• The polyvinylaromatic portion (component A) of said block copolymers comprises 15 percent to about 50 percent, preferably 15 percent to 35 percent, by weight of the A-B-A block copolymer. The A-B-A block copolymer is further characterized by preferably having a melt flow index of 3 to 50 g/10 min, more preferably 5 to 20 g/10 min, determined by ASTM-d 1238-95. [0025]
  • Block copolymers useful for the invention herein are styrene-isoprene-styrene tri-block copolymers. Each styrene block preferably has a molecular weight ranging from about 1000 to 75000, more preferably from 5000 to about 50000, most preferably from 8000 to 20000. The isoprene block has typically a molecular weight of about 25000 to 300000, more preferably between 30000 and 250000 and most preferably between about 350000 and 200000. Suitable SIS copolymers of this type are obtainable from Dexco under the tradenames, VECTOR 4111D, 4211D and 4411D. They can be used in blends with other SIS copolymers like KRATON D1107, D1111, D1112, D1113X, D1114X or SoIT190, SoIT193A, SoIT193B and SoITE-9308 from Enichem. The A-B-A block copolymer, containing 0 to 10% by weight residual A-B diblock, is present in these blends in an amount from 20 to 99%, preferably 40 to 99%. Blends of different A-B-A block copolymers may be used to advantage. In one preferred embodiment of the invention, a mixture of an S-I-S block copolymer having a relatively low polystyrene content (preferably, 15weight % to 22 weight %) and an S-I-S block copolymer having a relatively high polystyrene content (preferably, 26 weight % to 32 weight %) is utilized. The weight ratio of low polystyrene S-I-S block copolymer to high polystyrene S-I-S block copolymer is preferably in the range of from 1:2 to 2:1, more preferably, 1:1.2 to 1.5:1. [0026]
  • The compatible tackifying resins useful in the adhesive compositions, from about 40% to about 70%, preferably 45% to 65%, by weight, are preferably selected from the group: aliphatic petroleum resins and the hydrogenated derivatives thereof, aromatic petroleum resins and the hydrogenated derivatives thereof, aliphatic/aromatic petroleum resins and the hydrogenated derivatives thereof, hydrocarbon resins, styrene resins, alpha-methyl styrene resins, polyterpene resins, copolymers and terpolymers of natural terpene resins, pentaerythritol esters of wood, gum, and tall-oil rosins, glycerol esters of wood, gum, and tall-oil rosins, and mixed esters of rosins and mixtures. More particularly, the useful tackifying resins include any compatible resins or mixtures of said resins from the following group: [0027]
  • (1) natural and modified rosins such as, for example, gum rosin, wood rosin, tall oil rosin, distilled rosin, hydrogenated rosin, and polymerized rosin; [0028]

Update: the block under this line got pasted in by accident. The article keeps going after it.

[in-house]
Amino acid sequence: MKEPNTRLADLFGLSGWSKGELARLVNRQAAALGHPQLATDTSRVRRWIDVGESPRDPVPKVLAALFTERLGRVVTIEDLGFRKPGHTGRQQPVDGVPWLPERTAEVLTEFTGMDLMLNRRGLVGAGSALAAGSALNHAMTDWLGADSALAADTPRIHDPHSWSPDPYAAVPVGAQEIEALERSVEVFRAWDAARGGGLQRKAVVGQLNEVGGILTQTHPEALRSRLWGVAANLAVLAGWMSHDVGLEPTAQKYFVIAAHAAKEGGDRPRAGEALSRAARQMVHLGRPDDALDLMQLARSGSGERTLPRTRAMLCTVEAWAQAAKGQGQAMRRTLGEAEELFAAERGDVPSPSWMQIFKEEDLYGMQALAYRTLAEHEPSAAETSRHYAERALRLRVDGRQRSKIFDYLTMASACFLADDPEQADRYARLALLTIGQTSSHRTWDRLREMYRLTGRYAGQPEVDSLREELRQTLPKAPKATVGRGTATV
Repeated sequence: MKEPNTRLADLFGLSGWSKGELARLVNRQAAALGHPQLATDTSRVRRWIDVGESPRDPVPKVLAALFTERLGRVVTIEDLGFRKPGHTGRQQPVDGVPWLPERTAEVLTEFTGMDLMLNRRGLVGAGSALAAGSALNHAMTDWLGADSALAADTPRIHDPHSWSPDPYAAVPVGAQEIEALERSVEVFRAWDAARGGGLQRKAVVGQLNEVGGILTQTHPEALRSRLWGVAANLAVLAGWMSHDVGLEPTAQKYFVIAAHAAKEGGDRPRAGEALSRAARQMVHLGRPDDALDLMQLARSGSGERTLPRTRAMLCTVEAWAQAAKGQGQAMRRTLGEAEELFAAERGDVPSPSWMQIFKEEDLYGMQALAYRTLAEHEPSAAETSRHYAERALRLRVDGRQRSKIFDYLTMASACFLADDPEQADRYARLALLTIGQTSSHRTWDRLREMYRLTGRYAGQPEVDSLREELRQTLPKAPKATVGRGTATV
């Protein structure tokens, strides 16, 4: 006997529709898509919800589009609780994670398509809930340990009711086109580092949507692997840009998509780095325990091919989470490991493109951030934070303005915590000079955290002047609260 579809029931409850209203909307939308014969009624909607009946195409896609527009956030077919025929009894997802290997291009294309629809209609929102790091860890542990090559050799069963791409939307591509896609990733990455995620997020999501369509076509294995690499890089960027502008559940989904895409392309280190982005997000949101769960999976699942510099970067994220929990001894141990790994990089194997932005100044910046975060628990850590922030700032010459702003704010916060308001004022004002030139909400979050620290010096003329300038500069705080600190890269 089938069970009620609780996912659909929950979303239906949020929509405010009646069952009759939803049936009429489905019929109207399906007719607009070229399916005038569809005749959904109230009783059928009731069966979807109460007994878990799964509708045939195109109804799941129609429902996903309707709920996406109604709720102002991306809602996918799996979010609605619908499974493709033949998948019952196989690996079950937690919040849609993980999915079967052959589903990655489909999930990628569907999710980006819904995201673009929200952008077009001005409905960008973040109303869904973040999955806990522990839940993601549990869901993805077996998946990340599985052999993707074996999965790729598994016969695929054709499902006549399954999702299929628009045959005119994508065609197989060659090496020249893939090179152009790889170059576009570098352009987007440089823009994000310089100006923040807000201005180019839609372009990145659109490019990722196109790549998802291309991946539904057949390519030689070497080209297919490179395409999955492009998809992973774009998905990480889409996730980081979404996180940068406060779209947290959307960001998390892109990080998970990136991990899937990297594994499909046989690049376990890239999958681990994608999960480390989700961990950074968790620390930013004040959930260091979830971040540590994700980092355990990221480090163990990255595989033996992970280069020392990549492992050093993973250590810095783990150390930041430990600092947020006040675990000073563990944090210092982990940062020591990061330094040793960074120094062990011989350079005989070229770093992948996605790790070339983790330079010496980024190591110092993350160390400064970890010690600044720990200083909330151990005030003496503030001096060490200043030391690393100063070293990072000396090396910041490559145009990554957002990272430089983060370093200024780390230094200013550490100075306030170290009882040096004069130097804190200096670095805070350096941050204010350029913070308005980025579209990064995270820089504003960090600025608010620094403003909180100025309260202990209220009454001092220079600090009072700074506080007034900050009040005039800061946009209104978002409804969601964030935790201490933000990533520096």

• (2) glycerol, pentaerythritol (PE), and mixed glycol esters of natural and modified rosins such as, for example, the glycerol esters of wood rosin or tall oil rosin, the PE ester of hydrogenated rosin, and the phenolic-modified PE ester of rosin having a softening point, as determined by ASTM method E28-58T, of about 30° C. to about 125° C.; [0029]
  • (3) copolymers and terpolymers of terpenes, e.g. styrene-terpene and alpha-methyl styrene-terpene, having a softening point from 60° C. to about 125° C.; [0030]
  • (4) polyterpene resins having a softening point of from about 10° C. to about 125° C.; [0031]
  • (5) phenolic-modified terpene resins and the hydrogenated derivatives thereof having a softening point of about 60° C. to about 130° C.; [0032]
  • (6) aliphatic petroleum hydrocarbon resins having a softening point of about 5° C. to about 140° C.; and [0033]
  • (7) alicyclic petroleum hydrocarbon resins and the hydrogenated derivatives thereof. [0034]
  • The preferred tackifying resins for the present invention (herein defined as “hydrogenated aliphatic/aromatic tackifying resins”) are [0035]
  • (8) hydrogenated or partially hydrogenated cycloaliphatic petroleum hydrocarbon (DCPD) resins and C5 hydrocarbon resins having softening points from about 60° C. to about 130° C. Useful resins include Eastotac® H-115 W and more preferably Eastotac® H-100 W. These resins are available in the E grade, R grade, L grade and W grade indicating increasing levels of hydrogenation and therefore lighter colour respectively. They are available from Eastman Chemical Co. in Kingsport, Tenn. Other available resins include Escorez® 5300 and Escorez® 5400, partially hydrogenated cycloaliphatic petroleum hydrocarbon resins, and Escorez® 5600, a partially hydrogenated aromatic modified petroleum hydrocarbon resin, all having softening points of about 100° C. and available from Exxon Chemical Company in Houston, Tex.; Wingtack® Extra which is an aliphatic, aromatic petroleum hydrocarbon resin, Wingtack® 86, an aromatic modified synthetic polyterpene hydrocarbon resin and Wingtack® 95, a synthetic polyterpene, all having softening points of less than about 100° C. and available from Goodyear Tire and Rubber Co. in Akron, Ohio and Arkon® P-70, P-90 and P-100 , synthetic petroleum hydrocarbon resins having softening points of 70° C., 90° C. and 100° C. respectively and available from Arakawa Chemical (U.S.A) Inc. in Chicago, Ill. Further examples include Hercolite® 2100 which is a partially hydrogenated cycloaliphatic petroleum hydrocarbon resin available from Hercules, Inc. in Wilmington, Del., and Zonatac® 105 Lite which is a styrenated terpene hydrocarbon resin, made from d-limonene and available from Arizona Chemical in Panama City, Fla. [0036]